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Wheat: The E Grain

by Bree West

whole_wheat_bread_super_nutritious_picAs one of the most important grains in use, wheat provides more nourishment for people throughout the world than any other food—it’s a diet staple for more than one third of the world's population. Wheat is used in a variety of products, but its primary use is in flour for bread and other baked goods due to its high content of gluten, which gives wheat flour elasticity and strength that allows the bread to rise well. After the bread dough is kneaded, the gluten 'traps' the carbon dioxide that is produced from the yeast, which causes the bread to rise.

Wheat has been an important grain of consumption for millennia. It is thought to have originated in southwestern Asia, and was first cultivated in Egypt where it became an important part of the development of their civilization. Wheat was introduced to the western hemisphere in the fifteenth century when Columbus came to the New World, but it wasn't until the late nineteenth century that wheat cultivation really began to boom. Today, wheat is responsible for the largest cropland area of any food, with about twenty-two percent of all available cropland in the world devoted to growing wheat. The largest producers today are Russia, the United States, China, and India.

One-hundred percent whole wheat—meaning that it's been minimally processed, if at all, and still contains the germ and bran portions—is the most nutritious. For one, it’s a great food for decreasing the risk of colon cancer. This is due to a high amount of fiber, which adds bulk to and softens the stool, helping to decrease transit time of the stool in the colon. When stool is hard and difficult to pass, it sits in the colon longer than it should, which causes toxicity and bacteria and other such problems that can lead to colon cancer. Eating foods that are high in fiber, such as whole wheat, helps to keep elimination regular, thereby decreasing the risk of colon cancer.

Furthermore, high levels of estrogen have been shown to cause changes in cells that can lead to breast cancer. Fiber binds to estrogen in the intestines, allowing less estrogen to flow through the bloodstream and helping to maintain a healthy level in the body, as a result decreasing the risk of breast cancer, one of the highest occurring cancers in women today.

wheat_the_e_grain_imageWe are all exposed to a large amount of free radicals every day, from environmental pollutants and unhealthy foods to stress, and even aerobic exercise. The body itself produces free radicals as a normal part of daily living. Oxygen molecules that have lost an electron scavenge around the body searching for an electron to fill the void. In doing so, they damage any cell they come into contact with, including cholesterol in the bloodstream, making it sticky and more likely to cling to the walls of the arteries, the first step toward heart disease. However vitamin E, which is found in great amounts in whole wheat products, not only acts as an antioxidant helping to neutralize the damaging free radicals, but also helps the liver to produce less cholesterol. This makes whole wheat a great food for a healthy heart.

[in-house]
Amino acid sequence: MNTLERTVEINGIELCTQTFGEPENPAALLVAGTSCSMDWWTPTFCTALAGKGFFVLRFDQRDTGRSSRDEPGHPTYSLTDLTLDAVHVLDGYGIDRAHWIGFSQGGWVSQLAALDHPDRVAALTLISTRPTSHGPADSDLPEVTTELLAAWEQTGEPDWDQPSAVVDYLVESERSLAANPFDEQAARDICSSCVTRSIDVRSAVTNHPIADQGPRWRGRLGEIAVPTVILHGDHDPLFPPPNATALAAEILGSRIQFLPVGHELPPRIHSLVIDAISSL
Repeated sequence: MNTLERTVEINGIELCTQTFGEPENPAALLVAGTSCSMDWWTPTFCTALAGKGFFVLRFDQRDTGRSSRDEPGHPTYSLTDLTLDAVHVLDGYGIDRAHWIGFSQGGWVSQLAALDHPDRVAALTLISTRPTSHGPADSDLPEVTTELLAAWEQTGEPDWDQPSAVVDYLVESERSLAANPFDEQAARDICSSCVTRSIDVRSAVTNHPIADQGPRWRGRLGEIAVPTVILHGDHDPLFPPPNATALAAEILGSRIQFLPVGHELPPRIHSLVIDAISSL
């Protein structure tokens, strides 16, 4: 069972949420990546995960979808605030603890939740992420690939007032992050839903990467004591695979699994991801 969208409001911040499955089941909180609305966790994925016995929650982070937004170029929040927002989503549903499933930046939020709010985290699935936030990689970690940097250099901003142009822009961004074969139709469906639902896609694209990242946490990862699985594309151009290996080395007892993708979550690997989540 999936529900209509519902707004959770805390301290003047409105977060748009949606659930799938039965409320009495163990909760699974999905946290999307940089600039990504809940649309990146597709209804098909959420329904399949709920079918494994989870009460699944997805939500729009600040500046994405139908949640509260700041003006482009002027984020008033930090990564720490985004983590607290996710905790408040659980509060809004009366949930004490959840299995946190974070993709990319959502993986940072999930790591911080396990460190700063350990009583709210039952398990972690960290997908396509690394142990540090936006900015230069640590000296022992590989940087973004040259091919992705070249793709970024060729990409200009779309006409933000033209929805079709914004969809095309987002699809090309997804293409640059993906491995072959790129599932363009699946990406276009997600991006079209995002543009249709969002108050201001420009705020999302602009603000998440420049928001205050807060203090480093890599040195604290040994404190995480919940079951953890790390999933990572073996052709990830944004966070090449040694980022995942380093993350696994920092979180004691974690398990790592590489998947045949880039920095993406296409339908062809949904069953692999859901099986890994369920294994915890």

Originally, wheat and wheat products were made with raw material that was very nutritious. Today, this is not typically the case. Most wheat products on the market today are genetically modified and heavily processed. Products such as wheat breads, pastas, and cookies use wheat flour that has been through a process where about sixty percent of the wheat grain is removed, including the most nutritious portions of the wheat, the germ and bran. Therefore, more than half of the B vitamins, folic acid, zinc, copper, phosphorus, calcium, and iron are taken out of the food. Many wheat products today are fortified with some nutrients, but they are not coming from a quality source and the full spectrum of nutrients that are lost are not put back into the food. However, unrefined wheat and wheat products are a great source of fiber, vitamins B1, B2, B3, B5, B6, and E, manganese, folate, calcium, phosphorus, zinc, copper, magnesium, iron, and protein.

Wheat can be found as packaged products or in bulk sections. If buying wheat in bulk, make sure the bins are properly covered, with no sign of moisture. Forms of whole wheat include wheat bran, wheat germ, wheat berries, whole-wheat couscous, bulgur wheat, cracked wheat, and unbleached whole wheat flour. Wheat berries should be kept in an airtight container in a cool and dry place. The best way to store other wheat products is in airtight containers in the fridge, where the cool temperature will prevent the oils in the wheat from going bad. Wheat products can also be kept in the freezer where they can stay fresh for months.

Essene Bread (Raw Sprouted Bread)


    • 1 cup kamut berries ( sprouted-you can use soft wheat berries if you wish)
    • 1 cup spelt berries ( sprouted-you can use oat groats or rye berries if you wish)
    • 1 teaspoon rock sea salt ( you can also use kelp flakes or Bragss Liquid Aminos)
    • 1/4 cup flax seed ( soak 15 minutes)
Get the recipe at

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